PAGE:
Once the coffee was brewing, she returned to the tent for what Bernie had so charmingly dubbed a whore bath. Jenn and Wyatt's 2-year old daughter, Hanna, ran past her as she emerged from the ladies' room, chasing Bernie with a pillow. Bernie cackled maniacally, making Hanna giggle and run faster. He pretended to trip, then fall, rolling over onto his back. The toddler pounced on him, smashing the pillow down onto his considerable nose and then flopping on top of it, pinning him to the floor.
“Can't … breathe,” he gasped, kicking his legs and flailing his arms. Hanna giggled like mad until he stopped moving. She stood up, smiling triumphantly, and removed the pillow.
“Gahhhhhhhhhh!” Bernie yelled. She ran off squealing and the game began again. It was impossible to sleep with their racket, and even the hardcore night owls emerged from their beds, now.
Krista took Clio's place in the bathroom. Charity, who had fallen back asleep after Derrick left to tend the fire, began flipping pancakes. Wyatt grilled sausages while Jenn nursed a mug of coffee that Clio suspected had been Irished up a bit. Meanwhile, Emily sat on one end of the couch reading a Sandman comic while Sara sat at the opposite end reading Healing Severe Spell Damage. Their feet met in the middle, both totally oblivious to the commotion around them. Henry brooded over his lyre in the corner, checking each of the unicorn hair strings to make sure none were wearing thin.
Clio and Henry were the only two single parties in the tent: a fact that struck Clio at moments like this. Being single had never bothered her before. Now she imagined waking up with Remus, gazing into his silvery gray eyes, kissing him and feeling his stubbly cheek against hers ...
“Clio! Pancakes are ready!” Charity called.
She walked outside. That was all in the past. Still, there may be a chance, she thought. A slim chance, she reminded herself, trying not to feel hopeful.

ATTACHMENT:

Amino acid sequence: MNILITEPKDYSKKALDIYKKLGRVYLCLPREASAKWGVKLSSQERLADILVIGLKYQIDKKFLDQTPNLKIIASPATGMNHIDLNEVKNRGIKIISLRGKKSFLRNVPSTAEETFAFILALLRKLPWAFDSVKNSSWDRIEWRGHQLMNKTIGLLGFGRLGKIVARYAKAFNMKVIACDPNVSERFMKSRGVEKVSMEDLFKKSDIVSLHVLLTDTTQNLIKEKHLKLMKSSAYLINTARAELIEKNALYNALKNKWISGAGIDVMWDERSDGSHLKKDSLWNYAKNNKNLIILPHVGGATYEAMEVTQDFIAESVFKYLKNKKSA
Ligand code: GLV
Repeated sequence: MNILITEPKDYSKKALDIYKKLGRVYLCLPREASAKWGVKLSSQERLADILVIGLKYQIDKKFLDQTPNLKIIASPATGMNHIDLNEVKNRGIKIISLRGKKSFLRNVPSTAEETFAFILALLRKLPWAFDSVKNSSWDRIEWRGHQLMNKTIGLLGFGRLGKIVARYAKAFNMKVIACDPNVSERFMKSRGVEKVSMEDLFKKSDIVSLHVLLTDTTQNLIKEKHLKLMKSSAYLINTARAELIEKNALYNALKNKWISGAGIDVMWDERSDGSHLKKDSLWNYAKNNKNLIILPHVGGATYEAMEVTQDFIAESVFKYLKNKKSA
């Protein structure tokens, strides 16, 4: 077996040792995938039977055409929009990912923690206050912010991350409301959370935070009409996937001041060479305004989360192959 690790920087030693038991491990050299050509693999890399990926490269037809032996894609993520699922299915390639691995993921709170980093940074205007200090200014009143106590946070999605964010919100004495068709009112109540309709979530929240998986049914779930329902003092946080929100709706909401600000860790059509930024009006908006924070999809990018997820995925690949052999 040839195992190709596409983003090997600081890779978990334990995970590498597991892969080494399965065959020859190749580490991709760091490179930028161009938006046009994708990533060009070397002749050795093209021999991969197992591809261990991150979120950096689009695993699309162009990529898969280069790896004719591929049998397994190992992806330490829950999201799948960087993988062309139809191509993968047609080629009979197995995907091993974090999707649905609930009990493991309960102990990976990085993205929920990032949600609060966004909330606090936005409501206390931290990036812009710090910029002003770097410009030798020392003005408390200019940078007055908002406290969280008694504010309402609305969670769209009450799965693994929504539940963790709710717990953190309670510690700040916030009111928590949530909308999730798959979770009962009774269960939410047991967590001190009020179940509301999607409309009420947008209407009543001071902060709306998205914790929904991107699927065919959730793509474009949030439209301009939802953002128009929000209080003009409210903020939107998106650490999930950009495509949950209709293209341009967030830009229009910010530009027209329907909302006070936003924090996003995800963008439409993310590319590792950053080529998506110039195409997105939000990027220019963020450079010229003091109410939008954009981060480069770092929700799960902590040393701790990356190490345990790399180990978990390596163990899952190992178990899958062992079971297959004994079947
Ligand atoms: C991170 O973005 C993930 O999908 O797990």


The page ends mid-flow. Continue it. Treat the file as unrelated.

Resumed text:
Charity handed her a plate of pancakes and mug of black coffee.
“Thanks,” she said, as she sat down and mechanically began to eat. Remus had never responded either way, but she'd sent his ticket via owl post and it hadn't been returned. That was a good sign, wasn't it?
Charity exchanged a knowing glance with Henry and Jenn. They'd all seen Clio with the unfocused expression she wore now, and had an idea of where her mind was.
Bernie left immediately after scarfing down a plate of sausages to interview the quidditch players, his press pass swinging proudly from his neck. Once the fire was extinguished and the mess from breakfast was cleaned up, the rest of them began looking for ways to fill the hours before heading to the quidditch stadium. They all bounced the quaffle around for awhile, the friendly passing gradually morphing into game of dodgeball that ended abruptly when Krista took a hit directly to the eye.
Sara, about to begin her final year of healer training, took her aside to fix it. In the meantime, one of the Bananas had brought out a hookah packed with herbs that filled the air with a sickly green smell. After it had been passed around a few times, the lunch fires were stoked (with not a small amount of giggling).
They were all taking turns tossing Hanna into the air when Eddie Kowalski ran out from the Enoch Banana tent with his accordian and struck up a polka. Emily groaned and rolled her eyes at Henry who ducked into their tent and returned with his lyre, Jenn's banjo and Clio's guitar.
“Nine strings?” Clio said, noticing that the three treble strings had been doubled since the previous night. She gave them a strum, liking the jangly chorus effect.
“You're ready,” Henry said.
Just as Jenn complained that they needed drums, another Banana ran up with a pair of bongos, and now they had a proper band.
“Anyone remember the words to “Everyone in Pants?”
A dozen hands rose into the air, and that's how they ended up running through the entire songbook for How to Dress Like A Muggle Without Really Trying, a musical they'd created one year to mock the purebloods at Salem who celebrated the first Friday each May as Dress Like A Muggle Day. Their first attempt at retaliation had been to institute Dress Like A Pureblood Trying to Dress Like a Muggle Day on the first Saturday of May, but none of the purebloods had understood the joke.
Under the guise of an independent project that had garnered Jenn a score of 350% in her Muggle Studies class, the stated mission of the show was to educate Salem students on proper Muggle dress and etiquette. In reality, it was 45 minutes of song parodies such as “Tees, Glorious Tees,” sung to the tune of a 1980s-era cheese commercial:
Tees, glorious tees!
Look mighty inviting!
Tees, glorious tees!
In colors so tantalizing!
Whether you wear them
Tight or loose,
Mild or wild,
Cotton tees look good on you.
Try on tees!